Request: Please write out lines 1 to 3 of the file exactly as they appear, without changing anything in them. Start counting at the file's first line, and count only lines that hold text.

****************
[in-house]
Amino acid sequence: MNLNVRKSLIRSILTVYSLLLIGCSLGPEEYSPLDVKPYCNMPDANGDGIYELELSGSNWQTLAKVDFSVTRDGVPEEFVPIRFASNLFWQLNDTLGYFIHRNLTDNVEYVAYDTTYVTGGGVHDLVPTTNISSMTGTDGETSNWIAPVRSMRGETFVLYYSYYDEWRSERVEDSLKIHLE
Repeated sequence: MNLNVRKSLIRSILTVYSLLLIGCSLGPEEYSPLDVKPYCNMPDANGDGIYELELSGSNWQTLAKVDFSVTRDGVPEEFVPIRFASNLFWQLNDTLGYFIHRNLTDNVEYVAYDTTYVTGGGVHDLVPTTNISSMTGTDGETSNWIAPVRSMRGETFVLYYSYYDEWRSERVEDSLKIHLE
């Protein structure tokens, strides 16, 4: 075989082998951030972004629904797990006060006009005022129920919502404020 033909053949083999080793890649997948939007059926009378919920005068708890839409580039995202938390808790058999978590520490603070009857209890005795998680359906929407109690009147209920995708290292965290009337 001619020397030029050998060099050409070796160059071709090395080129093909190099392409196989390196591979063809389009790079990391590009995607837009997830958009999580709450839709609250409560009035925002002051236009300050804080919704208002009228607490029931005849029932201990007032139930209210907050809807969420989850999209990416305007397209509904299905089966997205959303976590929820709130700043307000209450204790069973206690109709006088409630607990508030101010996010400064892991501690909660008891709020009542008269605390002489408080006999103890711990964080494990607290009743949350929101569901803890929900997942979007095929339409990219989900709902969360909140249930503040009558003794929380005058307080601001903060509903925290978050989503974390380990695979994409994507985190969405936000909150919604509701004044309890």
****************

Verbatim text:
[in-house]
Amino acid sequence: MNLNVRKSLIRSILTVYSLLLIGCSLGPEEYSPLDVKPYCNMPDANGDGIYELELSGSNWQTLAKVDFSVTRDGVPEEFVPIRFASNLFWQLNDTLGYFIHRNLTDNVEYVAYDTTYVTGGGVHDLVPTTNISSMTGTDGETSNWIAPVRSMRGETFVLYYSYYDEWRSERVEDSLKIHLE
Repeated sequence: MNLNVRKSLIRSILTVYSLLLIGCSLGPEEYSPLDVKPYCNMPDANGDGIYELELSGSNWQTLAKVDFSVTRDGVPEEFVPIRFASNLFWQLNDTLGYFIHRNLTDNVEYVAYDTTYVTGGGVHDLVPTTNISSMTGTDGETSNWIAPVRSMRGETFVLYYSYYDEWRSERVEDSLKIHLE